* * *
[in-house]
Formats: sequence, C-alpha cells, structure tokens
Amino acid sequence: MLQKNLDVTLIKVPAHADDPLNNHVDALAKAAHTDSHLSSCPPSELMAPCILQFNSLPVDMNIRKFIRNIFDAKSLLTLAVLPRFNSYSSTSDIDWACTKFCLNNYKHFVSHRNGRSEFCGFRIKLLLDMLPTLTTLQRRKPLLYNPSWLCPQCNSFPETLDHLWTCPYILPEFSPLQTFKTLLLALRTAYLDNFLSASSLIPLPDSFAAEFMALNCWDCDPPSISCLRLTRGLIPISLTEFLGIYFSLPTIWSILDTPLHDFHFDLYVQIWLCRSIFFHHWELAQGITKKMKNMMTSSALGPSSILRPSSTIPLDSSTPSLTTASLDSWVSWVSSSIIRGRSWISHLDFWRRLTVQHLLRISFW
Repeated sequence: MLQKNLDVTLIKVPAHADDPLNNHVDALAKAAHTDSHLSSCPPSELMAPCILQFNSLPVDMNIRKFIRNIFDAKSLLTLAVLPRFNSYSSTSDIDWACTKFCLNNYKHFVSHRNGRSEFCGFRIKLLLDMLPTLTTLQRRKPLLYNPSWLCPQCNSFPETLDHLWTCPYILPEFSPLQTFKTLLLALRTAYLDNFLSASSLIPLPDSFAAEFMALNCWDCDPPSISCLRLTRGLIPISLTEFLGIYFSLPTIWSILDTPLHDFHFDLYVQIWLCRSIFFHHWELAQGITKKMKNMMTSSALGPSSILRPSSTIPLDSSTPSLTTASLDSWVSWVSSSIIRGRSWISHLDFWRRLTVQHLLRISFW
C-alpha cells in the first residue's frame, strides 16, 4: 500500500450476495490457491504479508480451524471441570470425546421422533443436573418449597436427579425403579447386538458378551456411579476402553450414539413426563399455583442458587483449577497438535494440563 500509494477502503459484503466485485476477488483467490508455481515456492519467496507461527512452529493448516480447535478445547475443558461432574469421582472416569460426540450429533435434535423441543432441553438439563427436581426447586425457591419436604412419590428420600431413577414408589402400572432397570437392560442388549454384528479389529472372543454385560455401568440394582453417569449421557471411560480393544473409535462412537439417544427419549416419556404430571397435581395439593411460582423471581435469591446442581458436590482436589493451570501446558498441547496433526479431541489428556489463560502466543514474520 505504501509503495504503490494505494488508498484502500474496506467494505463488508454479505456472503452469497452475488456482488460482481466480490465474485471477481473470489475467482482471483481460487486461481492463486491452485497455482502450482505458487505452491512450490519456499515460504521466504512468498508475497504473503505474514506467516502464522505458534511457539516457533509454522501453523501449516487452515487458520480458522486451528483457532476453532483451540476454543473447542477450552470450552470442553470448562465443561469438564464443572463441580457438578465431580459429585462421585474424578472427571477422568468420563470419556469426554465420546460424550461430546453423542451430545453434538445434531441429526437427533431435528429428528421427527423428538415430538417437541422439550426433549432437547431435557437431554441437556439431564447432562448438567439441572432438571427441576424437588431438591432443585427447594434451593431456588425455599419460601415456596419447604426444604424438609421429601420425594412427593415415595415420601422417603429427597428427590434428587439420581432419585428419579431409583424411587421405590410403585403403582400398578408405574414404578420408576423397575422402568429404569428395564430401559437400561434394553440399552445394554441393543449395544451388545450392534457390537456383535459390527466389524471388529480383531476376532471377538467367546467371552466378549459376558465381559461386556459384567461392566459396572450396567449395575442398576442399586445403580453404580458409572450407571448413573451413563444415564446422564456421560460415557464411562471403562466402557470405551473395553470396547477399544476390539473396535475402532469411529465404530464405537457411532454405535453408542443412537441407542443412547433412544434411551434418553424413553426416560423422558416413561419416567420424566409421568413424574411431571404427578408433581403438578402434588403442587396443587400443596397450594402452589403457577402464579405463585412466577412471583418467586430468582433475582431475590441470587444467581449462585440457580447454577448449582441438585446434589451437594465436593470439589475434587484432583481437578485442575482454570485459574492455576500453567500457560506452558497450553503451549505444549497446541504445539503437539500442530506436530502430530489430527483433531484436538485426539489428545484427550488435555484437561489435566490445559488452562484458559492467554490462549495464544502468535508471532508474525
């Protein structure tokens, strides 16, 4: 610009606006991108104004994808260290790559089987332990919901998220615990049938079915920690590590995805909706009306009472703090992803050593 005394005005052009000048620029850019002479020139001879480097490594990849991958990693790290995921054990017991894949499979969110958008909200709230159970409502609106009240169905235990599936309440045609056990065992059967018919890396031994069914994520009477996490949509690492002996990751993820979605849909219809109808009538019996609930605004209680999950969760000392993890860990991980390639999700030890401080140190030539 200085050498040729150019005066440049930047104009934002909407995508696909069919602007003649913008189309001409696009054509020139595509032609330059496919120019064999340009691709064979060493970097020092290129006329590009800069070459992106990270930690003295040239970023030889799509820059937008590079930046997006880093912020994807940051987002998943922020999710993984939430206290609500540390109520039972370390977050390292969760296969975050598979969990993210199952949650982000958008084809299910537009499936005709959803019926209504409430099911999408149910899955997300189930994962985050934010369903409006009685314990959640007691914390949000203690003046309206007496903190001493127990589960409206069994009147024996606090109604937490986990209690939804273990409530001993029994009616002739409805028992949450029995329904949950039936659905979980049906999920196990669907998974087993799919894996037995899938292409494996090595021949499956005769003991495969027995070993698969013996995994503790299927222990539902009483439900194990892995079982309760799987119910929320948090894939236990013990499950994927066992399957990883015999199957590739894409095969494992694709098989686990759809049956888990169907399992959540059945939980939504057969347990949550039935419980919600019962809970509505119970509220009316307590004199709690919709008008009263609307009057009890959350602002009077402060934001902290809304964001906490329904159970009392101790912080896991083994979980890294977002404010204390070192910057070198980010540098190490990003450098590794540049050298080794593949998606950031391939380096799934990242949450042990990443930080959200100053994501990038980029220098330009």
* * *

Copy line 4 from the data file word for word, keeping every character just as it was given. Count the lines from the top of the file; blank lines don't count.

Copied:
Repeated sequence: MLQKNLDVTLIKVPAHADDPLNNHVDALAKAAHTDSHLSSCPPSELMAPCILQFNSLPVDMNIRKFIRNIFDAKSLLTLAVLPRFNSYSSTSDIDWACTKFCLNNYKHFVSHRNGRSEFCGFRIKLLLDMLPTLTTLQRRKPLLYNPSWLCPQCNSFPETLDHLWTCPYILPEFSPLQTFKTLLLALRTAYLDNFLSASSLIPLPDSFAAEFMALNCWDCDPPSISCLRLTRGLIPISLTEFLGIYFSLPTIWSILDTPLHDFHFDLYVQIWLCRSIFFHHWELAQGITKKMKNMMTSSALGPSSILRPSSTIPLDSSTPSLTTASLDSWVSWVSSSIIRGRSWISHLDFWRRLTVQHLLRISFW